At the same time, media companies can't drop the traditional mission on which the business was built. Balancing the two will be quite difficult.

So what's a media company to do? Deserve, not preserve.

You must work proactively to account for all the factors above, rather than just resting on laurels and protecting the current business model. In other words, work to deserve, not preserve, your profit streams. This is no time for complacency. After all, complacency didn't work out so well for the dinosaurs.

Deserving your viewers means:

Reaching every single customer.
You can't make a $12 million episode and miss the chance to sell it to somebody, so you must promote, test and do everything possible to reach new audiences. For example, in promoting "The Crown," Netflix gave away free subscriptions to readers of Radio Times, a traditional broadcast-listings publication. The aim was to attract consumers from outside of Netflix's core demographic, royal-watchers who would come for "The Crown" and stick around once they saw everything else that's available.

Targeted promotions that meet viewers where they are can be quite effective. How amazing is it that The Wall Street Journal, one of the more traditional news outlets in the world, just hired a team of people to do nothing but create, curate and editorialize content for Snapchat? Or that the New York Times has a virtual reality app that is attracting and retaining teenagers? In both cases, traditional media companies have invented demographic-busting ways to reach new customers.

A big part of reaching every customer is discovery. Customers — and potential customers — must be able to find your content. Because if they can't find it, you won't profit. An important aspect of discovery is using what you know about each viewer to help them find content they didn't even know they wanted.

Ripping out costs. When you're going after every possible consumer in every possible market, no matter how small, cutting costs is the only way to serve them all profitably. For example, perhaps you forego paying someone to eyeball-QC the content in some markets, especially if it's going to mobile devices where missing pixels are far less noticeable. Trimming away nonessential items means more revenue.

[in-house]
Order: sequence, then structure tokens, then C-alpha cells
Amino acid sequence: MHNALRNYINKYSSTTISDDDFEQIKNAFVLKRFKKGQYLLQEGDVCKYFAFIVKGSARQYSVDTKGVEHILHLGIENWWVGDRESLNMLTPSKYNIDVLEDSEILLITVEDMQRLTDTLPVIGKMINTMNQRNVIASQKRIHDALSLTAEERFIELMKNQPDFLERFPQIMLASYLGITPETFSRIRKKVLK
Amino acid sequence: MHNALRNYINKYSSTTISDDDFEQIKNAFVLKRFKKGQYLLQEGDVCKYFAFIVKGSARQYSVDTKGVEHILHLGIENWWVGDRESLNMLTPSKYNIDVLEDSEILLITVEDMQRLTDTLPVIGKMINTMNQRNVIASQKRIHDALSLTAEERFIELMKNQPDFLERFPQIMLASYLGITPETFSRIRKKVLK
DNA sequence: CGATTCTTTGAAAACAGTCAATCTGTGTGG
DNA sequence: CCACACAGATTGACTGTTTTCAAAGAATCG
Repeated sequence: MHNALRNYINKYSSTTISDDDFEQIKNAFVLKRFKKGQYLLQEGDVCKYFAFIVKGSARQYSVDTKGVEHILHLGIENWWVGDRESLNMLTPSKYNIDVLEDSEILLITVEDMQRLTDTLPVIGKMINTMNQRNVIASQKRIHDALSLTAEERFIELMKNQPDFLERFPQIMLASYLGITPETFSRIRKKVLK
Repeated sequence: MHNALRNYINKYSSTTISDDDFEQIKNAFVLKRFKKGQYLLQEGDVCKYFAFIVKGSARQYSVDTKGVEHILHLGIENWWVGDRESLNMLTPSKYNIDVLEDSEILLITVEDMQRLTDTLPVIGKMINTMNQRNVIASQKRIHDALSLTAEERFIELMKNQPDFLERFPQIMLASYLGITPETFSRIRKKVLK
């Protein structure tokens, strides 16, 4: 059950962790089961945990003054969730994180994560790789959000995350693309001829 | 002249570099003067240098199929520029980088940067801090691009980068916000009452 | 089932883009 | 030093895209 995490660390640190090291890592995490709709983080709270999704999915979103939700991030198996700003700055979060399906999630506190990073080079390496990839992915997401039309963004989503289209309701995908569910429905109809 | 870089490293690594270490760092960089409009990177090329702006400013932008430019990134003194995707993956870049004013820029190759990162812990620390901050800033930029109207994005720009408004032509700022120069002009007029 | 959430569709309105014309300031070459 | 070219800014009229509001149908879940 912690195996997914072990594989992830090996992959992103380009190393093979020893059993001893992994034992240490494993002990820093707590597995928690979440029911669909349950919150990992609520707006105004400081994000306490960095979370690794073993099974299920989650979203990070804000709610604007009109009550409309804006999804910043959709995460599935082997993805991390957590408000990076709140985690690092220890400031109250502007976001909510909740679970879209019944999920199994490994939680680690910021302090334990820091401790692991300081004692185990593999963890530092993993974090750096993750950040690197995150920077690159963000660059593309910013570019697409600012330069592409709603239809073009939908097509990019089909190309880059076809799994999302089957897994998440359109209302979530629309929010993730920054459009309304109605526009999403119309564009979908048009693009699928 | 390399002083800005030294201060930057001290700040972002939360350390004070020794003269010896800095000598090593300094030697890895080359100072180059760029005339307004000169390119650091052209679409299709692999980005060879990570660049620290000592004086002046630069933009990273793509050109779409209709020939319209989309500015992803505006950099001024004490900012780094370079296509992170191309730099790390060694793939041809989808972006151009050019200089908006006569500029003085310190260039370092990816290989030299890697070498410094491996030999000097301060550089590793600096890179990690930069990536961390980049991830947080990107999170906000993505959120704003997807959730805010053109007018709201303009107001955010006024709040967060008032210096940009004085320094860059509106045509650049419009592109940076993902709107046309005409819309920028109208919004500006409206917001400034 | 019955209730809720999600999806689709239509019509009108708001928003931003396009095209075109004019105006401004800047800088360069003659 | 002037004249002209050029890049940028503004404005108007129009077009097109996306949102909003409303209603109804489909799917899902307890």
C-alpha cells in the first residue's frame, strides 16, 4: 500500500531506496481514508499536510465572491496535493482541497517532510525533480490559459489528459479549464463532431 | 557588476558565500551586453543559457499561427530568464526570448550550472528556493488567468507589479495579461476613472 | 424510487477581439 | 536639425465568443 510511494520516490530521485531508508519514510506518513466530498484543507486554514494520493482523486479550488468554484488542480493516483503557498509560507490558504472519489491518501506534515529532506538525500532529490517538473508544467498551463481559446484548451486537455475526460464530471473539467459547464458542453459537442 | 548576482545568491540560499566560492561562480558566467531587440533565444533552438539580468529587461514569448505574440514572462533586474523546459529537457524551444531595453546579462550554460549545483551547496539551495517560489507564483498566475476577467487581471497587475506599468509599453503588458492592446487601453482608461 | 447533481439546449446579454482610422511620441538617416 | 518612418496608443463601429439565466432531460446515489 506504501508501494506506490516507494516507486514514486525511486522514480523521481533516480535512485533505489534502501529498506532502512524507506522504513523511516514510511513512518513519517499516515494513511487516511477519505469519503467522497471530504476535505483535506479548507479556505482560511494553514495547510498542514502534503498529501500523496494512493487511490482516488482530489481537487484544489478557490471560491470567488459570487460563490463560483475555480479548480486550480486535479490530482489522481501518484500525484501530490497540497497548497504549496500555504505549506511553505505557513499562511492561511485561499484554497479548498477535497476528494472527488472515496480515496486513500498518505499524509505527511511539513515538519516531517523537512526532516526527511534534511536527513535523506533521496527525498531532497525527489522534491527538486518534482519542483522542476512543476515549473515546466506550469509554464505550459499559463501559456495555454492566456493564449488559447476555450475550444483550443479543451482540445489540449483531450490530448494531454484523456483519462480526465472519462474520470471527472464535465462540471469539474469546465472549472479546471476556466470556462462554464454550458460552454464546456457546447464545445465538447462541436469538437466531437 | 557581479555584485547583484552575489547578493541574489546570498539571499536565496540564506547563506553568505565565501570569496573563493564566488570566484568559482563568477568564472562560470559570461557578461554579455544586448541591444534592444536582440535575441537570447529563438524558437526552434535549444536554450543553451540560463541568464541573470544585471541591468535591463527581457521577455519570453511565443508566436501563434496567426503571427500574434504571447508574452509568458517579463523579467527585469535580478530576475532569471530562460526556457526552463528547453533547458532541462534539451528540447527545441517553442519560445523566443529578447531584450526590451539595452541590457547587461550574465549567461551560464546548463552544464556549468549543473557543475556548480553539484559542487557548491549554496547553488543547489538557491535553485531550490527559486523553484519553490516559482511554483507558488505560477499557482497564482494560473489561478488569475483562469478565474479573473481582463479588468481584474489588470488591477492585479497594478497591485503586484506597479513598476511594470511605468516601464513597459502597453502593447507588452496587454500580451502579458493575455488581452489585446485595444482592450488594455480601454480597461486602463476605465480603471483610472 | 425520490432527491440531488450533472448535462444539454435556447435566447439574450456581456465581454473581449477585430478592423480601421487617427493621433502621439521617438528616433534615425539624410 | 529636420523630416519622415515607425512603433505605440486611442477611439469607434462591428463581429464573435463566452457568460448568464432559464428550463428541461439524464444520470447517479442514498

Retaining viewers. Sustained engagement is crucial. It starts with the first interaction with your brand, whether it's a trailer on YouTube, a promo on social media or even an ad on linear television, and continues based on the quality of your content. This is also where knowing your customers comes in. You can use the data you collect to help keep them coming back.

Managing your rights. Be very deliberate and quick about managing content rights across your entire ecosystem, your entire set of platforms and the entire life cycle of the content, so that you can capture every possible dollar from its use.

If you master those four Rs — reach, rip, retain and rights — you'll be on your way to thriving in the next era.

Survival tactics that saved some species

Here's where I go back to the dinosaur analogy and turn it around a bit. Scientists discovered certain actions that were common among species that survived the meteorite: They ate less, ran faster, formed packs and became better at hunting and foraging. These tactics are instructive for everyone in the media business. They represent small steps that everyone can take.

For example, technology providers that serve the media companies also have a role to play. Whether you're a disruptive or a traditional technology provider, you can apply these tactics in your own business to help your customers survive and adapt in the new era:

  • Eat less. Embrace agile software over cumbersome documentation. Nurture people and relationships over process and tools.
  • Run faster. Continuously deliver - shorten development cycles to become more agile. Get them down to weeks or days, not 9 or 18 months.
  • Form packs. Make APIs available. Forge alliances and partnerships with other providers with complementary technology to form better solutions.
  • Hunt and forage. Hunt and succeed the competition. Hunt for talent. Forage for IP and other things that you can protect with patents.

Be aggressive about finding ways to grow and do things differently. Do something new every day. Shake your organization out of its paradigm. Shake yourself out of your malaise. All with the aim of continually getting better at what you do.

Media companies/content owners are facing the most challenging period in their history, between the unparalleled rise in content competition, the need to manage multiple platforms and an absolute imperative to understand consumers at an unprecedented level. No one has all the answers, but one thing is for certain: Traditional media companies — and their technology suppliers — must figure out how to behave and run in radically different ways. In doing so, they will survive the meteorite and thrive in the next era of media.

Freemantle